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After an easy start hiking the sandy beach this morning, we reach the Ozette River crossing by 8:30, to find a pair of young ladies perched over a rock, peering into the current. One of them dropped her sunglasses into a 5-foot deep pool in the river, and OlyHiker comes to the rescue, wading in deep (nearly swimming) to retrieve them. What a hero!

Cape Alava, the northern corner of the popular "Ozette Loop", is crowded this weekend. Just two miles behind us at Seafield Creek, we had the place to ourselves last night! The walk for several miles is popular and easy, and many tracks in the sand say as much. A herd of deer feed on the shoreline, oblivious to the crowd gathering to watch. "They're too tame," OlyHiker laments. I agree. We pass lots of other backpackers, most out for the night, and most equipped with 50+ pounds of equipment dangling off their packs like a Christmas tree. It's amusing, and we both reminisce to a time past, when our own backpacks looked similar (didn't everybody's? ).

One notable point along the triangle is Wedding Rocks, where several sets of petroglyphs (including the famous "whale" picture seen in the guidebooks) stand out on the sides of the rocks, decorating an impressive headland.
The Ozette Indians (whose tribe no longer exists... the last of the Ozettes died decades ago, but their reservation remains) used to hold marriage ceremonies at this regal place, and I cannot think of a better place for such an occasion. The surrounding rocks are scarred with pitiful "copycat" carvings by visiting tourists, but the original petroglyphs still stand clearly, stunning and (relatively) untouched.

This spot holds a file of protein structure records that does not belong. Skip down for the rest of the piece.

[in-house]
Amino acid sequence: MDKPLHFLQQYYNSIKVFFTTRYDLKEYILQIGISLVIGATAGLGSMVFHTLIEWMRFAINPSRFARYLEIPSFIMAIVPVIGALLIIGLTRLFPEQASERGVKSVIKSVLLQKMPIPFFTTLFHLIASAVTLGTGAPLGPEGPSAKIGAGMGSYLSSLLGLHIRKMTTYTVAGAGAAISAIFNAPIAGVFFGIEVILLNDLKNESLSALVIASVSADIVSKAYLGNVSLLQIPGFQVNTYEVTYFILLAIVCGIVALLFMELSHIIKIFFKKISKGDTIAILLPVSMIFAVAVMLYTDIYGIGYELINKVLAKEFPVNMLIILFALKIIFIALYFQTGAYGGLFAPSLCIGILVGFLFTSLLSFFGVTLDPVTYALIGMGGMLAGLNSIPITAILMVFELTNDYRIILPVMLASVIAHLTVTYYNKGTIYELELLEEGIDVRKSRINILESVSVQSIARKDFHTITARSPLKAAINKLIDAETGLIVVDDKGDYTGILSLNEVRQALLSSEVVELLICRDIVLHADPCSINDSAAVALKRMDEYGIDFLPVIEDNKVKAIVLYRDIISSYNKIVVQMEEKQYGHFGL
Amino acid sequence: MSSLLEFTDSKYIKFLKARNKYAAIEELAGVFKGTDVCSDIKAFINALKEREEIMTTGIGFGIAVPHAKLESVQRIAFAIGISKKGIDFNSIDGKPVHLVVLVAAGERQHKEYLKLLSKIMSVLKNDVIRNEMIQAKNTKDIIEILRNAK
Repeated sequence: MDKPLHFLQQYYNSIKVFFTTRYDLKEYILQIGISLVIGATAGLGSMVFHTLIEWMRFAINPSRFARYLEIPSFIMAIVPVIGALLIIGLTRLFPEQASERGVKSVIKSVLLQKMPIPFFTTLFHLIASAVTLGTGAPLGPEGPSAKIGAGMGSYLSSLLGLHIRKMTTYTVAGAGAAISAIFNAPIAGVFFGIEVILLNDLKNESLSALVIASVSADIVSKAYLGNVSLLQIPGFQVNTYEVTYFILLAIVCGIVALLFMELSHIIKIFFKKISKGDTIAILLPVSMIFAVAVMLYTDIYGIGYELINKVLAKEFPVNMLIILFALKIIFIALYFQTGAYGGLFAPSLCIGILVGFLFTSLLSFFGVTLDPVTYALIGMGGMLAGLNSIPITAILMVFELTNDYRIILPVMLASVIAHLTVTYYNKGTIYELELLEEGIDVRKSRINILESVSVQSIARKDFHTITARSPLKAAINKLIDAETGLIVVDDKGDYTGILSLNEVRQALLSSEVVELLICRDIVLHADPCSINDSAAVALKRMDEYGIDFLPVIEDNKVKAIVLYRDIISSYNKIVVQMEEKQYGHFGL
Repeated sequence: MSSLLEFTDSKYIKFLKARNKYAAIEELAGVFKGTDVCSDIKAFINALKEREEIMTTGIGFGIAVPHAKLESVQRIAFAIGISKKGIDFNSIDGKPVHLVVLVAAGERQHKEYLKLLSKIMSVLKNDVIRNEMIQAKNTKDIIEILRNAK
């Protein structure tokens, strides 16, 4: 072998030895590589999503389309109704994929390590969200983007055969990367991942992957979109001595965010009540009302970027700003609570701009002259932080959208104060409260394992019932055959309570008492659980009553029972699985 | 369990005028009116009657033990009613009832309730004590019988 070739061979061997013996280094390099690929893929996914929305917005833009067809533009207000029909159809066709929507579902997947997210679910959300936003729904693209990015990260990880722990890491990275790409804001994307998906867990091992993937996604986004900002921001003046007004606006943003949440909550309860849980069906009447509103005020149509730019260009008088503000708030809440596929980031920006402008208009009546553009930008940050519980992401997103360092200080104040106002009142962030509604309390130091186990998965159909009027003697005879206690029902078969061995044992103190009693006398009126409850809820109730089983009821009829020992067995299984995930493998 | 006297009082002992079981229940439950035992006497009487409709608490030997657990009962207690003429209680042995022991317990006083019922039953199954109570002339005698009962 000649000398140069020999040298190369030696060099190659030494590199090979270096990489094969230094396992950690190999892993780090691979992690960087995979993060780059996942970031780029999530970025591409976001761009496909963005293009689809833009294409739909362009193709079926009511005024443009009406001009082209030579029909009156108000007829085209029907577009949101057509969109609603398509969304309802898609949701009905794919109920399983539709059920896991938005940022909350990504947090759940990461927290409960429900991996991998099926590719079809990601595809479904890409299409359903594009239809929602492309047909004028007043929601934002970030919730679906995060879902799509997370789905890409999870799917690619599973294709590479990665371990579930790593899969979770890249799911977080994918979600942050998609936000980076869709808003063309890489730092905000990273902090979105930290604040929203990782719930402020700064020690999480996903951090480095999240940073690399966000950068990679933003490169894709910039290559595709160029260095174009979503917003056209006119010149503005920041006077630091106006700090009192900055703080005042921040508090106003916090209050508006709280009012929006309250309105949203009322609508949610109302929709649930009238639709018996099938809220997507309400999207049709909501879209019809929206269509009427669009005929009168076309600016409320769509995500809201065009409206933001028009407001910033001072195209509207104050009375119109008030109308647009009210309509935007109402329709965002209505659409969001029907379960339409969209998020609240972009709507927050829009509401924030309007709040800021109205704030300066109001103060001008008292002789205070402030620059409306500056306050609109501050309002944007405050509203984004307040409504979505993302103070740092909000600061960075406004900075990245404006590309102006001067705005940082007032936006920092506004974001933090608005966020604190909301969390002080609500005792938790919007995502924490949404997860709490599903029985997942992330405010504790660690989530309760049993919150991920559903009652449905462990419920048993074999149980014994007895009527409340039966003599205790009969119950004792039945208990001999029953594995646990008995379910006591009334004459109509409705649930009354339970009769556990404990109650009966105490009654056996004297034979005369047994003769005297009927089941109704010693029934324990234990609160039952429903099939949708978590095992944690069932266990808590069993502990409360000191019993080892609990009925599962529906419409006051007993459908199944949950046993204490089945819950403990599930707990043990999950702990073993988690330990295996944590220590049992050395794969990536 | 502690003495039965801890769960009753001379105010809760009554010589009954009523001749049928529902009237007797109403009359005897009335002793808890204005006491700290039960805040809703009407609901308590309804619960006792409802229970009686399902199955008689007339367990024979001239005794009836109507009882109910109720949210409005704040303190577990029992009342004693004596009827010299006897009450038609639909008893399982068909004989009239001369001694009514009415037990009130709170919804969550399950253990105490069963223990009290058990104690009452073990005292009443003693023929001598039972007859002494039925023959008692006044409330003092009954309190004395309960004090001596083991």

Past Sand Point (the southern point of the Ozette Loop), we come upon a research team sifting through sand in a bucket. They appear to be digging core samples, and are tediously counting some life form in their plastic buckets. We smile and nod, and continue south. Soon, a safe distance beyond the Ozette triangle, the crowds predictably thin out. Solitude is ours once again!

By early afternoon we reach Yellow Banks, a beautiful stretch of light-orange sandstone cliffs. It's high tide, and we're stranded at a headland (it's become a daily ordeal!). We have a decision to make... we can either camp here and call it a day, or wait several hours (for the ebb tide) and continue south another five miles to the Norwegian Memorial. There are no water sources in between. We opt to push ahead, waiting out the surf in the afternoon sun.

The last 5 miles are hard. Long stretches of rocky beach (think bowling-ball to car-sized rocks, all considered "ankle breakers") take time and sustained concentration to traverse, and after a long day we're short on both. OlyHiker takes off, as if on a mission... I cannot catch him no matter how I try! We're tired and hungry when we reach the Memorial (a 15.3 mile day, a long stretch of beach), and take a site across the creek from a gaggle of college students. Seagulls congregate at the mouth of the creek, just above surfline, scavenging for salmon fry and other debris pouring from the creek. I spend my evening chasing the gulls and exploring the tide pools for hermit crabs & sea stars. Clouds looks threatening tonight, so we pitch our shelters and sack in early.